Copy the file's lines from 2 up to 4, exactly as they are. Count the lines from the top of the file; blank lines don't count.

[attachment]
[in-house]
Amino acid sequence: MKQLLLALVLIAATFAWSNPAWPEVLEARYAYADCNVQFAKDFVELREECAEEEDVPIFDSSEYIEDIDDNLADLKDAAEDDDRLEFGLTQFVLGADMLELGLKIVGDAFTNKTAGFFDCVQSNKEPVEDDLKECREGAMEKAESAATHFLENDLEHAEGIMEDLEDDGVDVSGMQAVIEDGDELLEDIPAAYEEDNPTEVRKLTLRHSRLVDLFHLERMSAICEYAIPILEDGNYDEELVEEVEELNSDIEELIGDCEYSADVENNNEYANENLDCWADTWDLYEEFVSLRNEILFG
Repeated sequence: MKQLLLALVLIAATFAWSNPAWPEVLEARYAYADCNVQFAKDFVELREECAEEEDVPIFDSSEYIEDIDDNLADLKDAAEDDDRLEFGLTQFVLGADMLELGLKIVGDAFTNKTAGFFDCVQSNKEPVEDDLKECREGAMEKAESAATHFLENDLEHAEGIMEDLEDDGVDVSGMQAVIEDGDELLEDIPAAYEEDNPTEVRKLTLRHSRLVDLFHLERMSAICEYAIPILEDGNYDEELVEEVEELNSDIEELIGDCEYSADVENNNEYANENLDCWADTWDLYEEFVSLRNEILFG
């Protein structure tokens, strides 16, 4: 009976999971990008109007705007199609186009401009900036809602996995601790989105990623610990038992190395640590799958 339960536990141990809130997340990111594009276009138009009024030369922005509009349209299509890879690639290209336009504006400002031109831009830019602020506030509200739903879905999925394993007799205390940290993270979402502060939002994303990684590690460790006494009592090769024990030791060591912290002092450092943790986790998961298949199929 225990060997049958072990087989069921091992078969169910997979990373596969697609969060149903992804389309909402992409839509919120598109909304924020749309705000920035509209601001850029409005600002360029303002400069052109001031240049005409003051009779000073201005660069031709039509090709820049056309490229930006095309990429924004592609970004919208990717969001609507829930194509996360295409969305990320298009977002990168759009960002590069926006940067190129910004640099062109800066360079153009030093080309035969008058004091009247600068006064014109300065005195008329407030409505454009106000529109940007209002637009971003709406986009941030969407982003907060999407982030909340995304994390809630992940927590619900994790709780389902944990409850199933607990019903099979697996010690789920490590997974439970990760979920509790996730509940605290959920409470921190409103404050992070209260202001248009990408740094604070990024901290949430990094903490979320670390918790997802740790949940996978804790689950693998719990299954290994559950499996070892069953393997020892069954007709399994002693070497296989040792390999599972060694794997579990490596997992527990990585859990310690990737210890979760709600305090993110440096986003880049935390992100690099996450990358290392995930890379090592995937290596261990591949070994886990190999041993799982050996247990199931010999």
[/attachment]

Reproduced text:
Amino acid sequence: MKQLLLALVLIAATFAWSNPAWPEVLEARYAYADCNVQFAKDFVELREECAEEEDVPIFDSSEYIEDIDDNLADLKDAAEDDDRLEFGLTQFVLGADMLELGLKIVGDAFTNKTAGFFDCVQSNKEPVEDDLKECREGAMEKAESAATHFLENDLEHAEGIMEDLEDDGVDVSGMQAVIEDGDELLEDIPAAYEEDNPTEVRKLTLRHSRLVDLFHLERMSAICEYAIPILEDGNYDEELVEEVEELNSDIEELIGDCEYSADVENNNEYANENLDCWADTWDLYEEFVSLRNEILFG
Repeated sequence: MKQLLLALVLIAATFAWSNPAWPEVLEARYAYADCNVQFAKDFVELREECAEEEDVPIFDSSEYIEDIDDNLADLKDAAEDDDRLEFGLTQFVLGADMLELGLKIVGDAFTNKTAGFFDCVQSNKEPVEDDLKECREGAMEKAESAATHFLENDLEHAEGIMEDLEDDGVDVSGMQAVIEDGDELLEDIPAAYEEDNPTEVRKLTLRHSRLVDLFHLERMSAICEYAIPILEDGNYDEELVEEVEELNSDIEELIGDCEYSADVENNNEYANENLDCWADTWDLYEEFVSLRNEILFG
């Protein structure tokens, strides 16, 4: 009976999971990008109007705007199609186009401009900036809602996995601790989105990623610990038992190395640590799958 339960536990141990809130997340990111594009276009138009009024030369922005509009349209299509890879690639290209336009504006400002031109831009830019602020506030509200739903879905999925394993007799205390940290993270979402502060939002994303990684590690460790006494009592090769024990030791060591912290002092450092943790986790998961298949199929 225990060997049958072990087989069921091992078969169910997979990373596969697609969060149903992804389309909402992409839509919120598109909304924020749309705000920035509209601001850029409005600002360029303002400069052109001031240049005409003051009779000073201005660069031709039509090709820049056309490229930006095309990429924004592609970004919208990717969001609507829930194509996360295409969305990320298009977002990168759009960002590069926006940067190129910004640099062109800066360079153009030093080309035969008058004091009247600068006064014109300065005195008329407030409505454009106000529109940007209002637009971003709406986009941030969407982003907060999407982030909340995304994390809630992940927590619900994790709780389902944990409850199933607990019903099979697996010690789920490590997974439970990760979920509790996730509940605290959920409470921190409103404050992070209260202001248009990408740094604070990024901290949430990094903490979320670390918790997802740790949940996978804790689950693998719990299954290994559950499996070892069953393997020892069954007709399994002693070497296989040792390999599972060694794997579990490596997992527990990585859990310690990737210890979760709600305090993110440096986003880049935390992100690099996450990358290392995930890379090592995937290596261990591949070994886990190999041993799982050996247990199931010999």